Like the elves in Santa’s workshop who toil year-round making gifts for well-behaved children, providers of exchange-traded funds have been hard at work this year hammering together a wide variety of new funds in hopes that investors will begin stuffing them into their portfolios.
Among the new ETFs hitting the market are several actively managed ETFs, sector and small cap ETFs for foreign markets, and exchange-traded notes (ETNs) that track shares in master limited partnerships (MLPs).
As of the end of June 2010, there were 872 U.S.-listed ETFs, according to Investment Company Institute data, with combined assets of $772 billion, a 9% increase from the 797 ETFs trading at the end of 2009, and 20% more than the 725 ETFs trading at the end of June 2009. Of the net 75 new ETFs that opened for business in 2010, emerging markets saw the greatest gain, with a net increase of 22 ETFs. Corporate and municipal bond ETFs also showed strong growth, with net gains of nine and seven funds respectively.
The initial appearance of ETFs using active, rather than index-tracking, management in 2008 and subsequent launch of several more actively-managed ETFs in 2009 raised expectations that many more such funds would soon begin trading, but so far only a handful have actually made it to listing. Bethesda, Maryland-based AdvisorShares launched two actively-managed ETFs in July 2010 – the WCM/BNY Mellon Focused Growth ADR ETF, which employs a portfolio management team to invest in large cap American Depositary Receipts, and the Mars Hill Relative Value ETF, which establishes long equity positions in regional markets expected to outperform the global equity market and short positions in regions expected to underperform. Also, Allianz’s PIMCO unit launched the PIMCO Short Term Municipal Bond Strategy Fund in February.
Filling a niche among highly popular international ETFs, iShares listed nine new ETFs based on the MSCI ACWI family of sector indices, including consumer staples, consumer discretionary, energy, health care, utilities, telecom, materials, information technology and industrials. These are the first sector funds that combine developed and emerging markets, iShares said. The new funds bring iShares total fund count to 205.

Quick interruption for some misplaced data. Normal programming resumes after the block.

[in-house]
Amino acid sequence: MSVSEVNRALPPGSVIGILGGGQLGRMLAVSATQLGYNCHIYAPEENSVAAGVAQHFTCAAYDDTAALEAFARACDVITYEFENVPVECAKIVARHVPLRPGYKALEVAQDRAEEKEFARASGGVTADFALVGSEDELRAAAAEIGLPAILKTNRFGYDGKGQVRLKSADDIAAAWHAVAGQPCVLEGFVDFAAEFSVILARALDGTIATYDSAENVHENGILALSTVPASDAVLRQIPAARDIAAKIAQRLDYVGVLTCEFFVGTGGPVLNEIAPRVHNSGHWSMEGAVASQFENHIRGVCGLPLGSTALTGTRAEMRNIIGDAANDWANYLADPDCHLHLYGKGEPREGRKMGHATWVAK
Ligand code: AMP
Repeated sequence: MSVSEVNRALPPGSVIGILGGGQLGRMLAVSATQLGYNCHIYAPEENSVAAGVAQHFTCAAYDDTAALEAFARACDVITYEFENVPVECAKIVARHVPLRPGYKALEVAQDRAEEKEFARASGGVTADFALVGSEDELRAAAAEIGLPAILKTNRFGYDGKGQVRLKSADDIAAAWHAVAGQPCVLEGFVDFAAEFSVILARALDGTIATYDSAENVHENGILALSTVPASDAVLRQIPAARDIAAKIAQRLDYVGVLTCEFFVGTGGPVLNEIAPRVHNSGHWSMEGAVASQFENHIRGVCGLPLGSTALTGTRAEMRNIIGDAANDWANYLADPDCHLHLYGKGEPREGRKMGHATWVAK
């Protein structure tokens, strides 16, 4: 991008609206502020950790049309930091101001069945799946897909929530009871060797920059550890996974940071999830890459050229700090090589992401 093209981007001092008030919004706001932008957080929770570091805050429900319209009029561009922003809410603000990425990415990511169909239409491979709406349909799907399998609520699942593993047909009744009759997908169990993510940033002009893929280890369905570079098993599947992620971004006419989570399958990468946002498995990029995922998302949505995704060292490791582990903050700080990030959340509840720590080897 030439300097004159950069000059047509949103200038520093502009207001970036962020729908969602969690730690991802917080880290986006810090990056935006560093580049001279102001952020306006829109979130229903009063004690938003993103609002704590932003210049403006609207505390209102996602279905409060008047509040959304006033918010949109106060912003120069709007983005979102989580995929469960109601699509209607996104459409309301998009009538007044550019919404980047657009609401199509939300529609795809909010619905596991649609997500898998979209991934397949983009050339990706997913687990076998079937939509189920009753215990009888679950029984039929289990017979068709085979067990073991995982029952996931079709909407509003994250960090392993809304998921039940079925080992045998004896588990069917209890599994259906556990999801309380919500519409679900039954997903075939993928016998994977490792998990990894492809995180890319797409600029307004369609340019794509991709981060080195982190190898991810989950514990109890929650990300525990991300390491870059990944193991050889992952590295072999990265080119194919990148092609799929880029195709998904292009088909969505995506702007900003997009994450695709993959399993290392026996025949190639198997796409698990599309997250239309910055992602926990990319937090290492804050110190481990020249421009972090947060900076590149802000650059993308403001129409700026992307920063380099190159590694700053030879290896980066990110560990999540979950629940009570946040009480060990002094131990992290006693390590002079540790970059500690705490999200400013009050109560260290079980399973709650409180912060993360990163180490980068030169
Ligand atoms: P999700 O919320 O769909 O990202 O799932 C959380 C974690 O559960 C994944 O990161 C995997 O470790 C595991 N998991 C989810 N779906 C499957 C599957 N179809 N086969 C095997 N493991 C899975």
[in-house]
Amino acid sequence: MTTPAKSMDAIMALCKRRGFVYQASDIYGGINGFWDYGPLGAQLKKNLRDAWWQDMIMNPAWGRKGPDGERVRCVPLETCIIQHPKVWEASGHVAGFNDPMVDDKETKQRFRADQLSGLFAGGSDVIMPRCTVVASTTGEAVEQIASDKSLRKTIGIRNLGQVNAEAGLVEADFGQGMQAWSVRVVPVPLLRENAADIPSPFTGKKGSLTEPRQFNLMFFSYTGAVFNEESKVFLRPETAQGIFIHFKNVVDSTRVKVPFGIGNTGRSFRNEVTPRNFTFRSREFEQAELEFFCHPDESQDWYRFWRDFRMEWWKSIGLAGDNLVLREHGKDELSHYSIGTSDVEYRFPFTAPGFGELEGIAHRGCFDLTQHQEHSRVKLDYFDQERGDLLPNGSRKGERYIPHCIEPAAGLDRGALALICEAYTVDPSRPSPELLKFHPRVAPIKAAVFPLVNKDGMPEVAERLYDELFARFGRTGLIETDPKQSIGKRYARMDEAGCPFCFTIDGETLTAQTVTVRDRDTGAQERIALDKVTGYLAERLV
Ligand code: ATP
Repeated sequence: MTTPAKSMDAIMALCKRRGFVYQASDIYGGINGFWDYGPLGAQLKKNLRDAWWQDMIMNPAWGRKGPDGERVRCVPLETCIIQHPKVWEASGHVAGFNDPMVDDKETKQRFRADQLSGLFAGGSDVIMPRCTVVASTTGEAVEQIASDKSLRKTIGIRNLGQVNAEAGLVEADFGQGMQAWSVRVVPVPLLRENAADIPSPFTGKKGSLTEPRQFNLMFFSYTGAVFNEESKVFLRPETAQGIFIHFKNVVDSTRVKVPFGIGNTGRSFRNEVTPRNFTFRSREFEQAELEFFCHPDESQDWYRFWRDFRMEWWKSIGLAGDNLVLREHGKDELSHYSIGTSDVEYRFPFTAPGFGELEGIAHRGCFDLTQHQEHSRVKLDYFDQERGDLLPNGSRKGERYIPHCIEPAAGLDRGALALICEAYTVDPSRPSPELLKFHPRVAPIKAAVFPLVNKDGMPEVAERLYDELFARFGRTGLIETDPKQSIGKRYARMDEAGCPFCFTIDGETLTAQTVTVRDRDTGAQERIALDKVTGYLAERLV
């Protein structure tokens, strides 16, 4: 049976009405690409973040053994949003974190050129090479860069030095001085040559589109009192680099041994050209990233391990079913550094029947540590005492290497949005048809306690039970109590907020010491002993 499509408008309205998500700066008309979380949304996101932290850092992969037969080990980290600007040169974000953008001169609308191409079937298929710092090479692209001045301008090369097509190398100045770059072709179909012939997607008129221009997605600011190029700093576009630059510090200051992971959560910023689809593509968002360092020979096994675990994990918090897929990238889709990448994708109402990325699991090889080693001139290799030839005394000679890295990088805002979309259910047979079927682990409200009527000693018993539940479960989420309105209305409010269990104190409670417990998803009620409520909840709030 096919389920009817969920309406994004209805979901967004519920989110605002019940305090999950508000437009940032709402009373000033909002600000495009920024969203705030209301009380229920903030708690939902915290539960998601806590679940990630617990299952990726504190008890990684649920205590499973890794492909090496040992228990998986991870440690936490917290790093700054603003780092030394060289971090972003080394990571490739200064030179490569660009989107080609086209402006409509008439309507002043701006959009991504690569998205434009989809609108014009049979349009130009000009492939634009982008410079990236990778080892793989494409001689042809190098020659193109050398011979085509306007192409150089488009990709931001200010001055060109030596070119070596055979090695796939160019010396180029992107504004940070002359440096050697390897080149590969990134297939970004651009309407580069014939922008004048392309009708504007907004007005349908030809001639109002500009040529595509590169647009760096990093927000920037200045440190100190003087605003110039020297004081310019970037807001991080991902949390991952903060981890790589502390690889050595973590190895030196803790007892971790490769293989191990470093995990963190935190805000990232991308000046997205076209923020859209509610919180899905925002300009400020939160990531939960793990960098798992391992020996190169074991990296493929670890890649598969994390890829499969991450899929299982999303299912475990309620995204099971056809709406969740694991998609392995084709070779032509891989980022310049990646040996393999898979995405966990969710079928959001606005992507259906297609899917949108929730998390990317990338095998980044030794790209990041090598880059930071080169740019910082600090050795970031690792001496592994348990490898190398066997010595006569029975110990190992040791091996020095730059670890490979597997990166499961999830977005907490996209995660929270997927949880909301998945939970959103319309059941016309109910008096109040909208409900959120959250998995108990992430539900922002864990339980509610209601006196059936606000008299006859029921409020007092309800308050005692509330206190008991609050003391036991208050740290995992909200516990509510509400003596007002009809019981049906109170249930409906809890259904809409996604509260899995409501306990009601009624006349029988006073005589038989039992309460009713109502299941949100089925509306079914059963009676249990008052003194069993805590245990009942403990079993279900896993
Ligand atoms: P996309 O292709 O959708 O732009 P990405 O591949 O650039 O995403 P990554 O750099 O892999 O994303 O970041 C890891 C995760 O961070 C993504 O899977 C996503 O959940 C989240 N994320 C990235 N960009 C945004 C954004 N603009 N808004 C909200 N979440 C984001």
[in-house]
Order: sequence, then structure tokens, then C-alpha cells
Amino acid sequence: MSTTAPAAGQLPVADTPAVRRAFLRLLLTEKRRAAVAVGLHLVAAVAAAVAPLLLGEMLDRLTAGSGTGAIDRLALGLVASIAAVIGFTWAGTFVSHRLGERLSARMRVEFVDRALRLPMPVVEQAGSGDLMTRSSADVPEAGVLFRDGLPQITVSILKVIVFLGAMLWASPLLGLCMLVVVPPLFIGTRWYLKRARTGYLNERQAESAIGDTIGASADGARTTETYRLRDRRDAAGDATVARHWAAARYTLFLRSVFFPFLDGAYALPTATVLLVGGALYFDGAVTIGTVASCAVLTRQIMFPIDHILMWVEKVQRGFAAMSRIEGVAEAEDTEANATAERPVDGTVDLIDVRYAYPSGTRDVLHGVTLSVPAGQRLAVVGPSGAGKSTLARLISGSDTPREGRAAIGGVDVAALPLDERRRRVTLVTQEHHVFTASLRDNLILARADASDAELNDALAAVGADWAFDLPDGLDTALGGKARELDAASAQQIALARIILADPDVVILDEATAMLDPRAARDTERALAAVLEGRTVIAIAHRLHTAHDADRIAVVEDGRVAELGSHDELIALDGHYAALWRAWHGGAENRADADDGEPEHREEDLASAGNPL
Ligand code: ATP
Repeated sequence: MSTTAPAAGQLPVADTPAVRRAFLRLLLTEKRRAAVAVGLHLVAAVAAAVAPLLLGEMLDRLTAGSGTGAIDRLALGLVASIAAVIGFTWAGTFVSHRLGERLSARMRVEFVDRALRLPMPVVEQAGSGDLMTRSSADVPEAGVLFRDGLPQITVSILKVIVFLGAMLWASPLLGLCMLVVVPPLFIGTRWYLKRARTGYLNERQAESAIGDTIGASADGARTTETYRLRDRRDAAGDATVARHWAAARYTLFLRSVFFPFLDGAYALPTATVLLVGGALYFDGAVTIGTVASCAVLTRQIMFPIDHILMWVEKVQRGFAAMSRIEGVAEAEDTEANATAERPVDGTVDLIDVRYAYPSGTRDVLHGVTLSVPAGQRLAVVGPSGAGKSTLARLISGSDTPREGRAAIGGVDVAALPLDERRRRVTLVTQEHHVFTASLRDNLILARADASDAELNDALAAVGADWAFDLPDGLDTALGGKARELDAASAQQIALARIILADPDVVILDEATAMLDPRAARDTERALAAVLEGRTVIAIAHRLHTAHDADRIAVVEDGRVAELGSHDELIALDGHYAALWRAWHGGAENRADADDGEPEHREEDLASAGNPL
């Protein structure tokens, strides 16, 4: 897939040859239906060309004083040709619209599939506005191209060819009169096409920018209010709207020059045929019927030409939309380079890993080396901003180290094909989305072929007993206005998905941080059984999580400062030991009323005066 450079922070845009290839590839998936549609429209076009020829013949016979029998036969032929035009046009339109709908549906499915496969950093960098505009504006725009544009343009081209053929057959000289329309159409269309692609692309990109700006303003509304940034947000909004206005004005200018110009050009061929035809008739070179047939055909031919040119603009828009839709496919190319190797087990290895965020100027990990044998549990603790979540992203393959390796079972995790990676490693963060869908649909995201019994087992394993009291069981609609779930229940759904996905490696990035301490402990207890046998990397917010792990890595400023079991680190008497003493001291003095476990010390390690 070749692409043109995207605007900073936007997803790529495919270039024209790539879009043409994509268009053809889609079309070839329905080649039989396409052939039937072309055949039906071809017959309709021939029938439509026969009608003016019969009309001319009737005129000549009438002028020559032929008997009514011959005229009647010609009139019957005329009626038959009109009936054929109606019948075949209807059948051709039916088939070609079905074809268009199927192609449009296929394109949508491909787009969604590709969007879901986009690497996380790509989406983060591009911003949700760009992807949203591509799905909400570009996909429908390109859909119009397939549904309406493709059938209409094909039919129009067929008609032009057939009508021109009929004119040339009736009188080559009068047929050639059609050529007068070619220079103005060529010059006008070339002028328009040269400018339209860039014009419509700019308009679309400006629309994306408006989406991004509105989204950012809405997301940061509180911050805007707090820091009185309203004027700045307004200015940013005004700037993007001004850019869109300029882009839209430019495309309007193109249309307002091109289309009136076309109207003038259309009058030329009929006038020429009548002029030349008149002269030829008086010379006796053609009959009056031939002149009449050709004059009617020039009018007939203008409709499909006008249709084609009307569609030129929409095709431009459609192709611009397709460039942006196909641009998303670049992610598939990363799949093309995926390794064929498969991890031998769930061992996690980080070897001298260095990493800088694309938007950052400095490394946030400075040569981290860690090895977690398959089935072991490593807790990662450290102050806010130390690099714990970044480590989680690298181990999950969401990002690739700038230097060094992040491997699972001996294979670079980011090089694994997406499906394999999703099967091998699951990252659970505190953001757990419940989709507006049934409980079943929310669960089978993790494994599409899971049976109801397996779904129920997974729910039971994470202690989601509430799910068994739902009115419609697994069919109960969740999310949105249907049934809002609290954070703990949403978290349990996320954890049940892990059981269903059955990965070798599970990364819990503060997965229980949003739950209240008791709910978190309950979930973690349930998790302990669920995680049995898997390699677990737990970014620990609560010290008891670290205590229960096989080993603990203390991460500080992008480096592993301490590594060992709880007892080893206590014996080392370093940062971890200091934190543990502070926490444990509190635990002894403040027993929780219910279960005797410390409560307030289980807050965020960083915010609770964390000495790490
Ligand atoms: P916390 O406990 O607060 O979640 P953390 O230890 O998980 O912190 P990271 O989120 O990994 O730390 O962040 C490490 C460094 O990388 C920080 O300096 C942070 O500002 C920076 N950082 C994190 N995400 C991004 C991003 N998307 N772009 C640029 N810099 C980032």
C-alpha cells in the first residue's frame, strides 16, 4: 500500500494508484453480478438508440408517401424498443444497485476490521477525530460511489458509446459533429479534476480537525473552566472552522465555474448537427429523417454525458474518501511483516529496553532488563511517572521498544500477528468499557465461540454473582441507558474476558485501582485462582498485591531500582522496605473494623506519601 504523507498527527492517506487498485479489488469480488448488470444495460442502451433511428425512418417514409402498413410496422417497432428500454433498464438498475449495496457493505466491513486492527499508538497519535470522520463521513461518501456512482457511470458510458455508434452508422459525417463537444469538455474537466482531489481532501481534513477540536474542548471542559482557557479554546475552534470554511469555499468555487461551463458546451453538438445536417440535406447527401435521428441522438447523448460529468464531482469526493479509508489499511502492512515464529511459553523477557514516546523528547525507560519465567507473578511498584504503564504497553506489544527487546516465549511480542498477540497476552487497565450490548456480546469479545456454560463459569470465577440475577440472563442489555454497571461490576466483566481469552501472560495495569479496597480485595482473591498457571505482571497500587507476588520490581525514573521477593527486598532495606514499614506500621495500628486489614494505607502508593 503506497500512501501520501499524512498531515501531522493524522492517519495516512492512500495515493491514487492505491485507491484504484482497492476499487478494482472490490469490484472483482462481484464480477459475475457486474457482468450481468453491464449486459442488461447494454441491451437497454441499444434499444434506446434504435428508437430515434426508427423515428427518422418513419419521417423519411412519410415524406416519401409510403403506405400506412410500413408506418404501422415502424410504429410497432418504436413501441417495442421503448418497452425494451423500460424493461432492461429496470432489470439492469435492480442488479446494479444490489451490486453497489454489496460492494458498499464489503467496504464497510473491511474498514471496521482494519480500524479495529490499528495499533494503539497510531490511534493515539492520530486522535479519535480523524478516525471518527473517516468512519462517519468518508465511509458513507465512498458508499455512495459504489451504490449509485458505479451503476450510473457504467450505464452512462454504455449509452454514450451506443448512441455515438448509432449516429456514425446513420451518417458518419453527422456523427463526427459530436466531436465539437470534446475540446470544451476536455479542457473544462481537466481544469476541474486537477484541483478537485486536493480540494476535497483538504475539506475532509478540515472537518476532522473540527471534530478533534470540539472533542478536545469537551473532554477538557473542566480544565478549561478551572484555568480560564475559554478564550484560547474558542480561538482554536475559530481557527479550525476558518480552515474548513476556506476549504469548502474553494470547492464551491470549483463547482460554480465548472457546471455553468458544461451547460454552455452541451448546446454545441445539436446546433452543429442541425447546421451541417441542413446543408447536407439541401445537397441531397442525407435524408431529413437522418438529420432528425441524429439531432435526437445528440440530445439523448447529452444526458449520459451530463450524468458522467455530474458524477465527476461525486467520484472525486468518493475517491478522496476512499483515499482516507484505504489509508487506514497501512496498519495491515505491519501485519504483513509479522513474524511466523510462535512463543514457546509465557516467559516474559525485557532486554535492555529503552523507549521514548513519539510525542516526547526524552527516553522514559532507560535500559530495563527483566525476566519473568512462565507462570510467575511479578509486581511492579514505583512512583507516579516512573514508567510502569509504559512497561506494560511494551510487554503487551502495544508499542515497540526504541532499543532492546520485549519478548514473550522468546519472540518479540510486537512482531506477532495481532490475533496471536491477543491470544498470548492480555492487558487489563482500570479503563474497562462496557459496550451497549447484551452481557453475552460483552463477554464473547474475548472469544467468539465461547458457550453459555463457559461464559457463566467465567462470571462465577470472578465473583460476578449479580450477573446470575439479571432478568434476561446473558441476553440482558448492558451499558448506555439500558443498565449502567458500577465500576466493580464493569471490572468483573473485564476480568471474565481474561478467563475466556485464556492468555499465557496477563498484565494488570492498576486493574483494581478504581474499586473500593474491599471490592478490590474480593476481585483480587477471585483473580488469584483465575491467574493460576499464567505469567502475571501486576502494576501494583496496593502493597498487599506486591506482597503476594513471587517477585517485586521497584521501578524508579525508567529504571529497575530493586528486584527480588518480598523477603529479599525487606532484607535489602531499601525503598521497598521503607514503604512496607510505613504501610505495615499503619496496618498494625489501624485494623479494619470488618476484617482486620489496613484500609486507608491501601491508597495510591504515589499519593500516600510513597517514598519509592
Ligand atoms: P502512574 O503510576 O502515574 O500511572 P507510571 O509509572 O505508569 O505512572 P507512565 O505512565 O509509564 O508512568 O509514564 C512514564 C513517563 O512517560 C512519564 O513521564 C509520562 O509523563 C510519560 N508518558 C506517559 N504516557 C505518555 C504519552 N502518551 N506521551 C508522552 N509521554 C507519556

Also seeking to capitalize on interest in foreign stocks are a rash of new small cap country ETFs. Joining the small cap ETFs for Brazil, China, and Japan, Rye Brook, New York-based IndexIQ has opened four such funds for South Korea, Canada, Australia, and Taiwan in 2010. In addition, Ridgewood, New Jersey-based Emerging Global Advisors launched the Indxx India Small Cap ETF. Advocates for these funds argue that since the large-cap companies of most countries are now multinational in scope, small caps give more direct exposure to the local economy.
Along with mounting demand for foreign equity exposures, ETF investors are looking for current income, with assets in fixed income ETFs surging in the first six months of 2010. However, with interest rates extraordinarily low, the yield from these funds is often disappointing. When JP Morgan Chase opened the Alerian MLP Index ETN in early 2009, which invests in shares of MLPs that pay substantially all of their income in dividends, it was mobbed by investors for its yield of about 8% at the time. Since then, it has attracted $1.5 billion in assets.
Seeking to share in this bounty, several other similar funds were launched in 2010. UBS brought three MLP-based exchange-traded notes to market in 2010. The E-TRACS Alerian Natural Gas MLP Index owns the 15 largest natural gas MLPs; the E-TRACS Alerian MLP Infrastructure Index owns shares of MLPs that “earn the majority of their cash flow from the transportation and storage of energy commodities; and the E-TRACS 2xMonthly Leveraged Long Alerian MLP Infrastructure Index offers leveraged exposure – targeting monthly rather than daily returns – to the same index. Credit Suisse launched the Cushing 30 MLP ETN in April, which owns an equal-weighted portfolio of 30 MLPs.
ETF providers are betting interest in new ETFs will hold strong in the future, and have more than 800 new ETFs in various stages of planning, according to iShares parent BlackRock’s “ETF Landscape” report for the second quarter of 2010. Those new funds will include 19 new funds expected from Vanguard, including ETF shares of its massive Standard & Poor’s 500 index mutual fund.